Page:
Some new research has popped up with some interesting insight on the results of working from home. According to a survey that was commissioned by Aviva Life and Pensions, people who had begun working from home as a result of the pandemic are four times more likely to have a better work-life balance. On the other hand, said research has also revealed that one in five workers have not taken any annual leave as they felt there was nowhere to go and nothing to do.

It was also revealed that one in five people surveyed said that despite an overall improvement in work-life balance, they found that they seem to not be able to take any breaks during a work-from home setting. More specifically, approximately 47 percent of employees working remotely said they had a better work life balance since the outbreak of the pandemic. 36 percent said that there was little to no noticeable change in their lifestyle, while up to 17 percent said that their work-life balance has worsened. The number who felt they had a better balance since the pandemic began was four times higher than those who are not working from home.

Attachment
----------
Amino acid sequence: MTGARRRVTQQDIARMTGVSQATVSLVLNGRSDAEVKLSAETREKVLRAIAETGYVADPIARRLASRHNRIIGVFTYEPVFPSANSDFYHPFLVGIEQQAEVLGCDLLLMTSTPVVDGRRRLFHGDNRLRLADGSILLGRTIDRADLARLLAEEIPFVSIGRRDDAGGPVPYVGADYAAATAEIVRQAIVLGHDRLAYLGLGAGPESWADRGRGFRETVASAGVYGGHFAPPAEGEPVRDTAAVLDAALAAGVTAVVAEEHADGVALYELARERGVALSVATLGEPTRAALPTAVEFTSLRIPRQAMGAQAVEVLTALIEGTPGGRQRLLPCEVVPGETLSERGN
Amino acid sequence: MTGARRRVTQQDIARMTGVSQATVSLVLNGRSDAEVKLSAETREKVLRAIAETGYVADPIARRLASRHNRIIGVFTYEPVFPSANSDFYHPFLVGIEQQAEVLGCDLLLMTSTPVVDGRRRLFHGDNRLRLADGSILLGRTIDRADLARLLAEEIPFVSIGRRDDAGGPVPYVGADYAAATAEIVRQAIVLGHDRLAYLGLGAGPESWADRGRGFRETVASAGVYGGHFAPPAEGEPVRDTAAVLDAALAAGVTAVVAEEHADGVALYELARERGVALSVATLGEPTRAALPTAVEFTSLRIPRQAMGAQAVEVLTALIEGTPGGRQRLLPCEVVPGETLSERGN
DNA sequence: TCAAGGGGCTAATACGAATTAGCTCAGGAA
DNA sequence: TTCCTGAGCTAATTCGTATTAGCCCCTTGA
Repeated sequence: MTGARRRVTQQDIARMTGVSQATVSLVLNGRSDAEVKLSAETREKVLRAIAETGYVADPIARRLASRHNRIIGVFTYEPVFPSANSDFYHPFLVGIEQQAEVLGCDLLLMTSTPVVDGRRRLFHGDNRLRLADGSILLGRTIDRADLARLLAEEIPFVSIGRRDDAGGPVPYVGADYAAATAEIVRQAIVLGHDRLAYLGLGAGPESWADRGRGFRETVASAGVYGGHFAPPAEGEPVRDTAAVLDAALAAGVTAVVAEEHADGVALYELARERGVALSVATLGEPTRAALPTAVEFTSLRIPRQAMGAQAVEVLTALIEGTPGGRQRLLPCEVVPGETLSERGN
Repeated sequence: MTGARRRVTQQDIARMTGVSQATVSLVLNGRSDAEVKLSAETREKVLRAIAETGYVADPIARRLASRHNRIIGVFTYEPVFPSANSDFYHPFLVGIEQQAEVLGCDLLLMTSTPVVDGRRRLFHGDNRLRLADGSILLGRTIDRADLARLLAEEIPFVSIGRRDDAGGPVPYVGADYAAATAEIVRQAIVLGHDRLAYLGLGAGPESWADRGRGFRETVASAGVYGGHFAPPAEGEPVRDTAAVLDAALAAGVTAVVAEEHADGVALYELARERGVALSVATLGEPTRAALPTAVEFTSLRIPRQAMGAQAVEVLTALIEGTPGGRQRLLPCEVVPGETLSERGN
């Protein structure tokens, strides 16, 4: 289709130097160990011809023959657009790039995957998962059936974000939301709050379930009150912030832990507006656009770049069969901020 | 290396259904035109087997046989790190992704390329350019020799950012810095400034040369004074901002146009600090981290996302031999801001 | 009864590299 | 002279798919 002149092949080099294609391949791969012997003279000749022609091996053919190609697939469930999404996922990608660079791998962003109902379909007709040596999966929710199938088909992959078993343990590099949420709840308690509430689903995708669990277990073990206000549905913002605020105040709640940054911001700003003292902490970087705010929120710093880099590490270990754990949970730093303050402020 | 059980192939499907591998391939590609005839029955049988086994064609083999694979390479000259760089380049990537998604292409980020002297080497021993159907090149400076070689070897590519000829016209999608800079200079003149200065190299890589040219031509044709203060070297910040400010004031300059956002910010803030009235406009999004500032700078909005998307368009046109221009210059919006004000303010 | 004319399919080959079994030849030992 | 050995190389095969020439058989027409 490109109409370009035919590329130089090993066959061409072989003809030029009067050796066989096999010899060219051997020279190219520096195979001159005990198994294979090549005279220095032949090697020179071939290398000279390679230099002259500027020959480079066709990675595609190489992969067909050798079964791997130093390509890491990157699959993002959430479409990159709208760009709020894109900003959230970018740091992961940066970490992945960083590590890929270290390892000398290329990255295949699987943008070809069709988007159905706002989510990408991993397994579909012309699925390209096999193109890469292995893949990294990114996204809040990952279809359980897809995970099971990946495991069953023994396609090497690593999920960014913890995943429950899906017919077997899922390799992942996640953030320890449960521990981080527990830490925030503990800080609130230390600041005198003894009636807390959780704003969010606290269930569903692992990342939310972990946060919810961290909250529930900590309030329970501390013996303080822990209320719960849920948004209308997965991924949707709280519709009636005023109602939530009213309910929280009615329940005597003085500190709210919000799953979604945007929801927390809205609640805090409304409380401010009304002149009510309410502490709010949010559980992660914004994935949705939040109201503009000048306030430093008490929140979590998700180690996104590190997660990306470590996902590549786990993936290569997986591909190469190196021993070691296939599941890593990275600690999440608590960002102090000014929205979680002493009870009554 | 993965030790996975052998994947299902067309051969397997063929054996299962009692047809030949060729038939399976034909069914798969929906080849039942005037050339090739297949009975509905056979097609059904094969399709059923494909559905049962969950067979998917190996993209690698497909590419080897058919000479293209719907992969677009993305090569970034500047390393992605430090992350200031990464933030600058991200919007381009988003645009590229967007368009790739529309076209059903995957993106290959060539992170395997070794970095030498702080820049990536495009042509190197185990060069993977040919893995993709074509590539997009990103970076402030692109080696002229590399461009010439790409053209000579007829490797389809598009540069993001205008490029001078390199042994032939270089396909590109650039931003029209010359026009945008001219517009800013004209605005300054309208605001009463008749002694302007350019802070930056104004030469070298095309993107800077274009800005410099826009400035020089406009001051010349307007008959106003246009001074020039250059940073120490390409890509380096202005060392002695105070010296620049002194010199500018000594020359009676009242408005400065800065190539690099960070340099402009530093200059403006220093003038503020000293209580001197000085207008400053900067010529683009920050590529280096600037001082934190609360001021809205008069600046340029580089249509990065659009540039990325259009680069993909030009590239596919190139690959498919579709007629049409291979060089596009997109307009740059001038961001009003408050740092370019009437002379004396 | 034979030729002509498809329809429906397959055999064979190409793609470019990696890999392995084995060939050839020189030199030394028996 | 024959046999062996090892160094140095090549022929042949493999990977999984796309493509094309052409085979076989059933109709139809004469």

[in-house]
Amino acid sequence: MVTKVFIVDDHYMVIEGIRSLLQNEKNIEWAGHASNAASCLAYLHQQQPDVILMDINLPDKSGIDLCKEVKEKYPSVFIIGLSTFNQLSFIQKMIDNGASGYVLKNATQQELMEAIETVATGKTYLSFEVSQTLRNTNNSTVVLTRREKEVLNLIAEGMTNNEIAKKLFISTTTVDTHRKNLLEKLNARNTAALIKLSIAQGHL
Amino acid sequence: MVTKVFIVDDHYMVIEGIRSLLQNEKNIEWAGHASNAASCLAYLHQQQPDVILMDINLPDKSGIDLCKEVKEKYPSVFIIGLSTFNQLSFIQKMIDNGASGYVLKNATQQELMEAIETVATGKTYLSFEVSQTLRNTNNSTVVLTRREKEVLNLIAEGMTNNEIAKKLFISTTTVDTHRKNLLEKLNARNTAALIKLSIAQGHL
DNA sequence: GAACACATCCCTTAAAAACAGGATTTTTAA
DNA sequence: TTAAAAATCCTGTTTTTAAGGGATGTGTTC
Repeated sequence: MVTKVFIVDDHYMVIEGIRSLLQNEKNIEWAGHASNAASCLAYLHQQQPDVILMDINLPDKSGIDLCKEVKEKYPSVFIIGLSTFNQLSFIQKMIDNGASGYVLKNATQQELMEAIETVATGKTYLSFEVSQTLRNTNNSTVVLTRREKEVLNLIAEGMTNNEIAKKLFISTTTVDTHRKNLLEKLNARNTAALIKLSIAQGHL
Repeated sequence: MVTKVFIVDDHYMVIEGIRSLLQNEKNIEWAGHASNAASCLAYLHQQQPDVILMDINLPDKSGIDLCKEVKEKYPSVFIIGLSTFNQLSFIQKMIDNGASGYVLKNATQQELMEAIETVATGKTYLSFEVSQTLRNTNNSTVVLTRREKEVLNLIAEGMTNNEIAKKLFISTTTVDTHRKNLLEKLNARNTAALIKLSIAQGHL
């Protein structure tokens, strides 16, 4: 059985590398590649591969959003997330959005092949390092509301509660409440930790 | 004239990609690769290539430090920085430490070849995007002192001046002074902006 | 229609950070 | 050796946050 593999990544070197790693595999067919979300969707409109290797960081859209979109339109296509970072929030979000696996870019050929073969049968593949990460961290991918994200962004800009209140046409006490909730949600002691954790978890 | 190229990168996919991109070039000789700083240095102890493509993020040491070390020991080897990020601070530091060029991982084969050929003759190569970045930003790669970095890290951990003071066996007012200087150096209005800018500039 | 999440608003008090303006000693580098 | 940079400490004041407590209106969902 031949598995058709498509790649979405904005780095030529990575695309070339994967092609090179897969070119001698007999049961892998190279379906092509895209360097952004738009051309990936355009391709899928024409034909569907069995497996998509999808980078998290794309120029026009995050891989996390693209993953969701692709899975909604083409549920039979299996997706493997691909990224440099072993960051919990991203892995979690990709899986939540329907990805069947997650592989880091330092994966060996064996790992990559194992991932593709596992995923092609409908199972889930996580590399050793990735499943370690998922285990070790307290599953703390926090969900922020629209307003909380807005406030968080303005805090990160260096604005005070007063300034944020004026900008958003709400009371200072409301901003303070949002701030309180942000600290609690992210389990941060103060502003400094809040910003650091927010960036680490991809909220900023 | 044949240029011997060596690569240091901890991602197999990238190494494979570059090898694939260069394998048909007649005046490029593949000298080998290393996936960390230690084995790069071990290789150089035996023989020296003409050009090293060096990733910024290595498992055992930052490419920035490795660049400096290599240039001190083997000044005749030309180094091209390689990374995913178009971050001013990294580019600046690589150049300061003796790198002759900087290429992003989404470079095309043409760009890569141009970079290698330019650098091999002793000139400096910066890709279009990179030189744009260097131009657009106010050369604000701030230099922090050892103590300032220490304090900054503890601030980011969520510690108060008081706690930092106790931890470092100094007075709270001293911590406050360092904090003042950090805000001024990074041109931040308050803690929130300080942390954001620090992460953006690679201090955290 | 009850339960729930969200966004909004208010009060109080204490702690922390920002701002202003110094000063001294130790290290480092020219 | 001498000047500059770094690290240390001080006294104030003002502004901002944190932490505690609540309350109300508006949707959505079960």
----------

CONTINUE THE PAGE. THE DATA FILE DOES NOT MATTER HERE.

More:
Only about 10 percent of those surveyed said that working from the workplace was better for their work-life balance compared to working from home. Up to 75 percent of those working in the office said they felt no big difference. However, 15 percent stated that the felt much worse working at the workplace.

Almost half of employees surveyed stated that they still take their usual amount of annual leave, but some mentioned that they did so because their employers did not allow for said leave to be carried over. However, up to 15 percent said that they had taken less leave due to the pandemic.


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